Italy has a rich and diverse street food scene which varies from region to region. Inherently attached to the culture and history of an area, street food is a wonderfully unique way of connecting with the people, the food and traditional cooking techniques.
Once considered peasant food, Italian street food has since obtained a sort of 'street cred' kudos as a popular and sociable way of enjoying freshly cooked food on the go. Numerous street food fairs now operate throughout Italy offering regional delicacies from all over the country,
With such a wide offering, that leaves us with one tricky decision, what to eat first?
We have put together top 10 of our favourite Italian street foods and recipes, which are commonly found both in Italy and around the word to help you in your quest for the best 'cibo di strada'.
These golden deep fried rice balls of rice originate from Sicily in Southern Italy, one of the richest desinations for tasty street food. There are a multitude of different versions, some of which are very elaborate using peas, minced beef and chicken scamorza, provola, mozzarella or pecorino. The simplest arancini are fried risotto balls with a melting mozzarella centre. Buonissimi. Click here for an authentic arancini recipe.
These succulent slimline kebabs are an iconic street food hailing from Abruzzo. Made from lamb cut into small cubes, alternated with fat for increased flavour, in some cases, the size of about 1 cm they are traditionally strung onto handmade wooden skewers. Once the preferred food of shepherds herding their flocks from higher pasture to the lower sea these days arrosticini has found a faithful following nationwide.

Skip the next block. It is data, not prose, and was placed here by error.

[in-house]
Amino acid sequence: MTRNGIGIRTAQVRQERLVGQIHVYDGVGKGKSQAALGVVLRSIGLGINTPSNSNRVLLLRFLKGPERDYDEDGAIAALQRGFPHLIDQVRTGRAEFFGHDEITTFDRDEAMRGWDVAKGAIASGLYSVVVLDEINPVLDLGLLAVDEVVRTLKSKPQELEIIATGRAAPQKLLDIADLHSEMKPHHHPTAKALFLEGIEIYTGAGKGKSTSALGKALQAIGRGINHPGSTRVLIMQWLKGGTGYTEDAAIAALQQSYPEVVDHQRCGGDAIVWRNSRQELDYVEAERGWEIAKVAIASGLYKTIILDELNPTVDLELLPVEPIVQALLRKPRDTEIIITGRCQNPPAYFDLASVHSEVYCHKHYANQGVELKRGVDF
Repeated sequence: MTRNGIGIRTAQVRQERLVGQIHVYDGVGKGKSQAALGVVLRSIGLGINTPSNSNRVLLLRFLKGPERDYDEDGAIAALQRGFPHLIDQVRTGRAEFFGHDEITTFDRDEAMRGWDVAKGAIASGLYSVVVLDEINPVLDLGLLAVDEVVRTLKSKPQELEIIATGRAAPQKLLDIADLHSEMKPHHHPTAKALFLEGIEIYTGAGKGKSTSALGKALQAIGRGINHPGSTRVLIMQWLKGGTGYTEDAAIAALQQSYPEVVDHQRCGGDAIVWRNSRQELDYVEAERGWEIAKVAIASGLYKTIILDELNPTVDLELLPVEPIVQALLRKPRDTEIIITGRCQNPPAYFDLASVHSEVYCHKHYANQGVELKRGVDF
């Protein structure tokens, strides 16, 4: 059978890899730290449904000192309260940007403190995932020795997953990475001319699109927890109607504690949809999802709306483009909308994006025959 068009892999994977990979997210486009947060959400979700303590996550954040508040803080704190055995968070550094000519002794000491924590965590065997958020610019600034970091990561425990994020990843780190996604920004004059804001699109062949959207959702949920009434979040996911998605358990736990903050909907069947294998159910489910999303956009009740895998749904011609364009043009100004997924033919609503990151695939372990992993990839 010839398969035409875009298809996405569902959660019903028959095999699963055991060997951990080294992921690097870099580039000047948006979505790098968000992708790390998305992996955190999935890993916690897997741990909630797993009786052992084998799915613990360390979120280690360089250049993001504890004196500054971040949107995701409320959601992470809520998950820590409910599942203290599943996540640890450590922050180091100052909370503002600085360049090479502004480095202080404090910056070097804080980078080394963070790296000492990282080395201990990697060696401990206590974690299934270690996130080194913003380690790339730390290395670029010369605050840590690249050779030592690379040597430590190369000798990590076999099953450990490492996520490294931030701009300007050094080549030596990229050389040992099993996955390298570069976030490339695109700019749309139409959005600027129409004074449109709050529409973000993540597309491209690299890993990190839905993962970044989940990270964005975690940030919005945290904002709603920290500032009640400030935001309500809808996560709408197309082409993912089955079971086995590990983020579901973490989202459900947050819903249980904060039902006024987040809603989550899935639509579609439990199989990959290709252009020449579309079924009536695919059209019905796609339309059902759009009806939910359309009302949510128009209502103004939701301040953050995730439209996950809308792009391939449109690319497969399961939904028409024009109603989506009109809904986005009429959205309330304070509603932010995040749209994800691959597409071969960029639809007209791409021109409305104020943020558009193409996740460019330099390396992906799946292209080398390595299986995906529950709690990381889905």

Farinata (see main image)
This chickpea pancake comes from Genova in Liguria in the North of Italy typically cooked in a wood-burning oven, it is made from chickpea flour, water, extra virgin olive oil, and salt, nutritious and filling. Farinata is often served as an appetizer and traditionally made in a big round copper pan called a testo, and then cut into large triangular slices.
This very thin bread is stuffed with a fresh cheese filling and cooked in the oven. It has recently achieved European protected status in recognition of it's unique qualities. Click here for a focaccia di Recco recipe.
These irresistible stuffed and deep fried olives hail from Marche in the East of Italy. Usually served as an antipasto with a ground meat stuffing, cured meats and vegetables.
Delicious, rich and melt in your mouth, these Sicilian fritters are made with chickpea flour, water, salt, parsley and pepper deep fried. In Sicily they usually eat this delicacy between soft bread and covered in sesame seeds. They can also often be found as an appetizer along with the infamous Italian aperitivo.
Panino ca Meusa
A sandwich made of fried beef spleen served with a slice of fresh Sicilian lemon and perhaps some grated local caciocavallo cheese, this is not street food for the faint hearted.
Panzerotti originated in central and southern Italy, They are small versions of the calzone or closed pizza, but produced with a softer dough. The most common fillings found are tomato and mozzarella, but spinach, mushrooms, baby corn, and ham are often used.
Romagna's famous flatbread now common across italy and can be found in most bars at lunchtime. The typical version, includes two halves of a piadina containing a filling of soft, unaged squaquerone cheese, prosciutto, and spicy wild arugula. Here's a recipe for a gluten free piadina.
Zeppoli are deep fried dough balls or fritters that can be made savory or sweet and are often made on Saint Joseph Day in various parts of Italy The consistency ranges from light and puffy, to bread- or pasta-like.
Learn how to make an amazing fried pizza with the italian funghi loving maestro Carluccio:
If you like the sound of the big golden rice balls, arancini, check out some more interesting facts about their history: Italian Street Food, Big Rice Balls Called Arancini